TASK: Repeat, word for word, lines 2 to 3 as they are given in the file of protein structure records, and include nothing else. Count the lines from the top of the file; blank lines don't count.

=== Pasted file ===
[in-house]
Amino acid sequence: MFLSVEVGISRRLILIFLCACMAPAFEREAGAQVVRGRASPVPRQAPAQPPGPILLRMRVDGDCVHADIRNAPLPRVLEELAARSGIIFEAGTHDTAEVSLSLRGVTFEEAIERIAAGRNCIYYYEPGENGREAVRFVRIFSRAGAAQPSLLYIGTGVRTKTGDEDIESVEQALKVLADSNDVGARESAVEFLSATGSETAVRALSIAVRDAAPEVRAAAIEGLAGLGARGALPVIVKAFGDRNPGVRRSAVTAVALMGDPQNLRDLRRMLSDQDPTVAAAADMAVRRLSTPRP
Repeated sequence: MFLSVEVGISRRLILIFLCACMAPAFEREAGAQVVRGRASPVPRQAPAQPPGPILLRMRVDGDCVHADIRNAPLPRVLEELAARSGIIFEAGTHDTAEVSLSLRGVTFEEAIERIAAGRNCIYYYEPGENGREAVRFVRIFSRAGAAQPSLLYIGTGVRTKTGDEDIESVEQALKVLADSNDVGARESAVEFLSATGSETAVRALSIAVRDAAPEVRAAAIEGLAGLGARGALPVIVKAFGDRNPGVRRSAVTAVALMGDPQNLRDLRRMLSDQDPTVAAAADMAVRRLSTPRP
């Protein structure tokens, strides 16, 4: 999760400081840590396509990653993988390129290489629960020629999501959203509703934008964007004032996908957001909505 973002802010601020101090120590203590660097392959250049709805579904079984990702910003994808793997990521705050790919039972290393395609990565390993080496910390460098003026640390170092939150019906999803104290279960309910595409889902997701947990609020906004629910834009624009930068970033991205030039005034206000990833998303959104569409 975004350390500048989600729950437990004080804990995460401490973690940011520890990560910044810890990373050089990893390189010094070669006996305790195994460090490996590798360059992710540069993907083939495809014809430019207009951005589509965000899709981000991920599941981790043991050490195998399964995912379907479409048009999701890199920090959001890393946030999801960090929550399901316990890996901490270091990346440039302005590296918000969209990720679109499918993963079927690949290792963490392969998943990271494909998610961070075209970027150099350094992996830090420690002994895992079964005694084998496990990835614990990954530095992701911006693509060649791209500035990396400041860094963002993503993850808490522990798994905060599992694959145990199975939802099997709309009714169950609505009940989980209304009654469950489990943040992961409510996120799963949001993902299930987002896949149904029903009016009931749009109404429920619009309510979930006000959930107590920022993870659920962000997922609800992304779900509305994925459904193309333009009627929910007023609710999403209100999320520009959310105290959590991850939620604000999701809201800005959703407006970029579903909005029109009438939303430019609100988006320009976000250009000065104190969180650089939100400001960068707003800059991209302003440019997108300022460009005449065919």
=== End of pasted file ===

Amino acid sequence: MFLSVEVGISRRLILIFLCACMAPAFEREAGAQVVRGRASPVPRQAPAQPPGPILLRMRVDGDCVHADIRNAPLPRVLEELAARSGIIFEAGTHDTAEVSLSLRGVTFEEAIERIAAGRNCIYYYEPGENGREAVRFVRIFSRAGAAQPSLLYIGTGVRTKTGDEDIESVEQALKVLADSNDVGARESAVEFLSATGSETAVRALSIAVRDAAPEVRAAAIEGLAGLGARGALPVIVKAFGDRNPGVRRSAVTAVALMGDPQNLRDLRRMLSDQDPTVAAAADMAVRRLSTPRP
Repeated sequence: MFLSVEVGISRRLILIFLCACMAPAFEREAGAQVVRGRASPVPRQAPAQPPGPILLRMRVDGDCVHADIRNAPLPRVLEELAARSGIIFEAGTHDTAEVSLSLRGVTFEEAIERIAAGRNCIYYYEPGENGREAVRFVRIFSRAGAAQPSLLYIGTGVRTKTGDEDIESVEQALKVLADSNDVGARESAVEFLSATGSETAVRALSIAVRDAAPEVRAAAIEGLAGLGARGALPVIVKAFGDRNPGVRRSAVTAVALMGDPQNLRDLRRMLSDQDPTVAAAADMAVRRLSTPRP